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Twin Giant Panda Cubs Born at China Research Center

August 25, 2022, 02.46 PM - Two giant panda bear cubs were born at a breeding center in southwestern China on Tuesday, Aug. 23, a further sign of progress for the country’s unofficial mascot and a once-endangered animal that can be notoriously difficult to encourage to reproduce.

The male and female cubs weighed 176.4 grams and 151.2 grams respectively, or 6.2 and 5.3 ounces. State media also showed a short video of the cubs.

The Qinling Panda Research Center in Xi’an in Shaanxi province in northwestern China said that both were in good health.

The center said that the mother was a panda named Qin Qin, who gave birth to her second pair of twins. Qin Qin was born in the center, as China steps up its breeding programs in captivity to try to help rebuild panda populations in the wild.

The facility did not provide information on the father, but it has long been commonplace for captive breeding programs to try to use artificial insemination. Pandas are notoriously difficult to motivate to procreate.

Another pair of twin cubs were born at the facility earlier this month to a different mother Yong Yong.

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From endangered to vulnerable as population starts to recover

Panda breeding programs and other efforts to protect what’s become something of an unofficial mascot for China have been bearing fruit in recent decades.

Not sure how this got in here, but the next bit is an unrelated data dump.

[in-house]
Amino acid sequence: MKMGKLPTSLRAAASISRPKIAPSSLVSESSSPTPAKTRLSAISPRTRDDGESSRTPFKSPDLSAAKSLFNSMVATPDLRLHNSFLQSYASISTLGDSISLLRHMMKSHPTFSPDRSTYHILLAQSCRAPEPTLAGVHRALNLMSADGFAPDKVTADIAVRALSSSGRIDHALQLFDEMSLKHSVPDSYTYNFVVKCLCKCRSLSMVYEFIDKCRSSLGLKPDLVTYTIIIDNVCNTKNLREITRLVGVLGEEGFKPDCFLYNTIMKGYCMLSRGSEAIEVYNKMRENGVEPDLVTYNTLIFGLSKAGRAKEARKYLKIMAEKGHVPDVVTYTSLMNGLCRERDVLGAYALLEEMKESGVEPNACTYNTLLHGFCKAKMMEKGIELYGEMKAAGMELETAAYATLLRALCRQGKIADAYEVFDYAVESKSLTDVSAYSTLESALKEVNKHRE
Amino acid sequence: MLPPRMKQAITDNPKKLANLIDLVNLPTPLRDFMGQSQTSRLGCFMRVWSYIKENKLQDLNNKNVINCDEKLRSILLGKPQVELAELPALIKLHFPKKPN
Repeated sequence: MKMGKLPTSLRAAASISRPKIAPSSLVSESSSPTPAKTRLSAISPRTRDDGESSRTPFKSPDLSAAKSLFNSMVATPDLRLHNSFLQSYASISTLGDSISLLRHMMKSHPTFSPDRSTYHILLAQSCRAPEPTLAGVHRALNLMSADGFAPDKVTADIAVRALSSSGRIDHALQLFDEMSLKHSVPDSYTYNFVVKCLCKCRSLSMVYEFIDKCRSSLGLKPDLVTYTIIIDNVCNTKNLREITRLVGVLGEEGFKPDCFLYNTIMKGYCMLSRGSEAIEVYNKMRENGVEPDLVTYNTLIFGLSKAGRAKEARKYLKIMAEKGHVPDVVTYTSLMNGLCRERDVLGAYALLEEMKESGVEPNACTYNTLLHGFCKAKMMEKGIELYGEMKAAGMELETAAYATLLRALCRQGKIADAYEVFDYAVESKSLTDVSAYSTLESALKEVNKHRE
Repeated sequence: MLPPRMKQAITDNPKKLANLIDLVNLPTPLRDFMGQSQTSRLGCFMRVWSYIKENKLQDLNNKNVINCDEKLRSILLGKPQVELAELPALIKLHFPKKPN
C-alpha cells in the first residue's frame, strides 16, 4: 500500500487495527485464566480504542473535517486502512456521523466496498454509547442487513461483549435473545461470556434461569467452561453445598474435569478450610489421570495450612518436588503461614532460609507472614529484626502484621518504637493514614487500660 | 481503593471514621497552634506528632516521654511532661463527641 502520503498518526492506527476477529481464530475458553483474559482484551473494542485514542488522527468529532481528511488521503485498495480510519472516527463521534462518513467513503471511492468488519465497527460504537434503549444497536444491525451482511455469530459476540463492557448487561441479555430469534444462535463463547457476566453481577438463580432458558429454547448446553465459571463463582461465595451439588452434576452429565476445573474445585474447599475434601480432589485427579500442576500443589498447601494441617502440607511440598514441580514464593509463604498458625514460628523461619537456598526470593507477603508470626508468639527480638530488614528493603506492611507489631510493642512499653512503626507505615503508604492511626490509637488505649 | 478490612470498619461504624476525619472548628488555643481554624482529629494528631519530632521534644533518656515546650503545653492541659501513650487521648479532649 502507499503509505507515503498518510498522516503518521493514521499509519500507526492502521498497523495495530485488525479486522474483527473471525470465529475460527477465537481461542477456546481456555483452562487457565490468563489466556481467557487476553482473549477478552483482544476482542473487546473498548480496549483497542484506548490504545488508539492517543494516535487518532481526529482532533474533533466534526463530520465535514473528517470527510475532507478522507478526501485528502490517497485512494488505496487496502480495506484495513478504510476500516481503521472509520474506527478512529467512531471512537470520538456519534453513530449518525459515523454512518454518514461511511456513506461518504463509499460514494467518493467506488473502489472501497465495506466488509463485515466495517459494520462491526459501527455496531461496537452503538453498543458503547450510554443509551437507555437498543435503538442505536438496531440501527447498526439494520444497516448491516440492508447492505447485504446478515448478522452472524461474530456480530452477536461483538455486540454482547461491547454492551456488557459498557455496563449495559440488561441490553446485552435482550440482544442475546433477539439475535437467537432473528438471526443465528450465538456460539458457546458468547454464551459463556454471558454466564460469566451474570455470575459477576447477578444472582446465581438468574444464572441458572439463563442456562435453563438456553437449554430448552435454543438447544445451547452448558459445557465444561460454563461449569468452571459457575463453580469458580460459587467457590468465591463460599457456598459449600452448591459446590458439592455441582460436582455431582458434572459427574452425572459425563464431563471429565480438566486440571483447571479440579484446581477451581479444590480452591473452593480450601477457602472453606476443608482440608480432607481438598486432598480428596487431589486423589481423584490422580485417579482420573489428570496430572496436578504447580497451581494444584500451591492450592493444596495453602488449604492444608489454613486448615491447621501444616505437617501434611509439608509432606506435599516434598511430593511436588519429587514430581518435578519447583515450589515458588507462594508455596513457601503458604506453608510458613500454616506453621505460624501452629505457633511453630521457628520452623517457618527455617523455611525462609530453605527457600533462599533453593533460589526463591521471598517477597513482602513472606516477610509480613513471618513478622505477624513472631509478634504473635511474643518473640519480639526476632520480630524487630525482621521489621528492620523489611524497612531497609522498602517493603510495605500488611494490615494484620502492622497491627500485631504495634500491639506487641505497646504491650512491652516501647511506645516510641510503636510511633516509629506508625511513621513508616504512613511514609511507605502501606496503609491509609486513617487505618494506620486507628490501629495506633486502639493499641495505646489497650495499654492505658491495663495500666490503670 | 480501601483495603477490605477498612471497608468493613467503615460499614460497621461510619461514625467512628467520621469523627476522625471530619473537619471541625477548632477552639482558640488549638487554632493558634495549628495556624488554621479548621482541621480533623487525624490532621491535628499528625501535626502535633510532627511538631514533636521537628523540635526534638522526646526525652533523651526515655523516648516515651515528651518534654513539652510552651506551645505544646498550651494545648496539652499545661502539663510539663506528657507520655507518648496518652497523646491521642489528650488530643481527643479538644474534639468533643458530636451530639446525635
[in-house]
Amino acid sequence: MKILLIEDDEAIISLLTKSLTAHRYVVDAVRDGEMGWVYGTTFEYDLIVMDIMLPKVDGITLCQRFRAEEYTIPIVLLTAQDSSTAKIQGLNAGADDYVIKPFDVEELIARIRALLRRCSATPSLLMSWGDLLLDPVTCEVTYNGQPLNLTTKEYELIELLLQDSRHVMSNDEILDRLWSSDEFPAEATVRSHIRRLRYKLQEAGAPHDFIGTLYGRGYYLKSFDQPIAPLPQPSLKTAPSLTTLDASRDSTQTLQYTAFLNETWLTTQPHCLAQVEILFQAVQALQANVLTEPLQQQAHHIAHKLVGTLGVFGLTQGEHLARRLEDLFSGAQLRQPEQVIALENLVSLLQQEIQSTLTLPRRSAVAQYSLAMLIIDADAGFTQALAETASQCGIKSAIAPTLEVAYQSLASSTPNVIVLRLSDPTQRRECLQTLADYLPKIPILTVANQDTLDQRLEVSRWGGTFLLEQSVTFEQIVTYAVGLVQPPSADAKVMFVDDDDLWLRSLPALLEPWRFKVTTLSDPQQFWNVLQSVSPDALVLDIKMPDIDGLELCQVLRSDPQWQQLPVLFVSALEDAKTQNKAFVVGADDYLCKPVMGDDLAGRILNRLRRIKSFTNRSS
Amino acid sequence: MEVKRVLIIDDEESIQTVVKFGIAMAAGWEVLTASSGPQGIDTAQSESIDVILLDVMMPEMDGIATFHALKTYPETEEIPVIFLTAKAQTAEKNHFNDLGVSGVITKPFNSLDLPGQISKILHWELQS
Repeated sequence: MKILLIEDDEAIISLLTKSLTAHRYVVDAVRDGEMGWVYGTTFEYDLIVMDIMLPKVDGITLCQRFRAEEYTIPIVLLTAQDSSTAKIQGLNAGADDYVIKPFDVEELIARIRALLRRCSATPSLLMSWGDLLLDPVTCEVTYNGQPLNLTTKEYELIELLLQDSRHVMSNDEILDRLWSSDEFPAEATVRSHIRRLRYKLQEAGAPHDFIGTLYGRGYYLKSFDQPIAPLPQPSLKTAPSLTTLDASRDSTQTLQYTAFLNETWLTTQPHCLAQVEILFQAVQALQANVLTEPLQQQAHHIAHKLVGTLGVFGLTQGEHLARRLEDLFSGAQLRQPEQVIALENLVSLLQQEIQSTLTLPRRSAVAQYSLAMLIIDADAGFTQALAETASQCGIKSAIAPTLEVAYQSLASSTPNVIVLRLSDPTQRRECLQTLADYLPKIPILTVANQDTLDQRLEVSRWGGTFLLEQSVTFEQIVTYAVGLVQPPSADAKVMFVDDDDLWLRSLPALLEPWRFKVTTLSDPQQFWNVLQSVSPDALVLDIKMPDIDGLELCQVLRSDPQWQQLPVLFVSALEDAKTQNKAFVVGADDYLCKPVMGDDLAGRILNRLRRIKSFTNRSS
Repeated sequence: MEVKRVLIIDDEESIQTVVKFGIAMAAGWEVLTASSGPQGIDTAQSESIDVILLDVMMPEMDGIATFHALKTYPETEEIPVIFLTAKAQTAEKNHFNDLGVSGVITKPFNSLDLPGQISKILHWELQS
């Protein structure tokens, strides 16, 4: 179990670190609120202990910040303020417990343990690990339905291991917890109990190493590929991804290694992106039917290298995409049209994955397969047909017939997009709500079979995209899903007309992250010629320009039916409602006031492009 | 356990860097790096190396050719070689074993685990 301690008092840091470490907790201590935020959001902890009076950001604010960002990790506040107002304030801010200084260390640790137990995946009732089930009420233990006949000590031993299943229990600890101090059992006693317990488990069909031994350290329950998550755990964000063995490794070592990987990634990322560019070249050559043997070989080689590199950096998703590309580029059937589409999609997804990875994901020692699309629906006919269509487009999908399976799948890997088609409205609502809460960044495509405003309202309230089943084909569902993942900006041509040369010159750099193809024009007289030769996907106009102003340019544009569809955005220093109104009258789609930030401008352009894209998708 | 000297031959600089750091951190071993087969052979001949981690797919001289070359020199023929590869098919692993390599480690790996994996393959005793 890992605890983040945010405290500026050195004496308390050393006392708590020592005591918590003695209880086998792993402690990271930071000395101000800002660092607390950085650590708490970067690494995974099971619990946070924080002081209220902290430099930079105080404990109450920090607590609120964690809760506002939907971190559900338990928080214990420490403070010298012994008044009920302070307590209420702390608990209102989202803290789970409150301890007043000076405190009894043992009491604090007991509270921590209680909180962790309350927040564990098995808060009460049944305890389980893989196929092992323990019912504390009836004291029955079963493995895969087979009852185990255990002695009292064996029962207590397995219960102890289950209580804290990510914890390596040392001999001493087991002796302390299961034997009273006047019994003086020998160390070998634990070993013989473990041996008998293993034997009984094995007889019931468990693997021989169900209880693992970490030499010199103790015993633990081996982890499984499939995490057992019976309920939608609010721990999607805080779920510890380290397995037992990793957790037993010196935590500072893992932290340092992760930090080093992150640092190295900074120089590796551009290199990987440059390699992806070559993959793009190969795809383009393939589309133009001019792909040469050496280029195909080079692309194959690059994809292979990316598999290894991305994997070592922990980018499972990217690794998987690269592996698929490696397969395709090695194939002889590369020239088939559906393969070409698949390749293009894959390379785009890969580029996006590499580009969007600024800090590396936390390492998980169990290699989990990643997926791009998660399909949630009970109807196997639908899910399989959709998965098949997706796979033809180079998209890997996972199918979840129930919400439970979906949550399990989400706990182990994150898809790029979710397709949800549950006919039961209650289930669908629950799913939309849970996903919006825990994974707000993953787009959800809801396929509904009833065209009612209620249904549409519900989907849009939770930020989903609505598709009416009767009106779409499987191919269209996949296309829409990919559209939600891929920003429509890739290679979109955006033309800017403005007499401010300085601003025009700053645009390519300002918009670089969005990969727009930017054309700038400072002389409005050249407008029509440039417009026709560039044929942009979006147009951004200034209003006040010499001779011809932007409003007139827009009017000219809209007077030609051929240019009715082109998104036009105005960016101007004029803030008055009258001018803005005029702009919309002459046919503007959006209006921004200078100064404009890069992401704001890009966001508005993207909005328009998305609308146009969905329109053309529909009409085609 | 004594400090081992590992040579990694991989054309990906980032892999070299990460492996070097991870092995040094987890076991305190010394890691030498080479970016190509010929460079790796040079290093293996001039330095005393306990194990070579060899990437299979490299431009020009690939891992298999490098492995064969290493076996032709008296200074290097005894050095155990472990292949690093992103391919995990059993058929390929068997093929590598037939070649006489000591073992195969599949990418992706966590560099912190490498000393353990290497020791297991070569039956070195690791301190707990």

In the 1980s there were as few as 1,114 pandas in China. But a 2014 survey estimated that 1,864 were living in the wild. Another roughly 500 animals are alive in captivity around the world, most of them in China.

Although still threatened by habitat loss thanks to industry or agriculture, as well as developing new problems like climate change-driven wildfires and drought, pandas were therefore redefined as “vulnerable” rather than “endangered” by the International Union for Conversation of Nature in 2016.

Some captive-bred pandas have also been successfully released into the wild.

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Chinese officials also said in 2021 that they no longer considered the animals endangered. China has taken a series of steps in the wild and in captivity designed to help the animals recover. This includes establishing the Giant Panda National Park, mainly in Sichuan province, designed to protect the animals’ habitat.

China also famously indulges in so-called “panda diplomacy,” loaning the rare and renowned animals to zoos or other suitable facilities around the world. Germany was awash with stories about this in 2017 when a pair of pandas relocated to Berlin zoo for an annual retainer of €1 million.

In 2019, twin cubs were born, the first pandas ever born in Germany. The two boys officially called Meng Xiang and Meng Yuan but nicknamed Pit and Paule started making public appearances last year. Once they no longer need their mother, they will return to China, assuming the terms of their parents’ original loan still stand.

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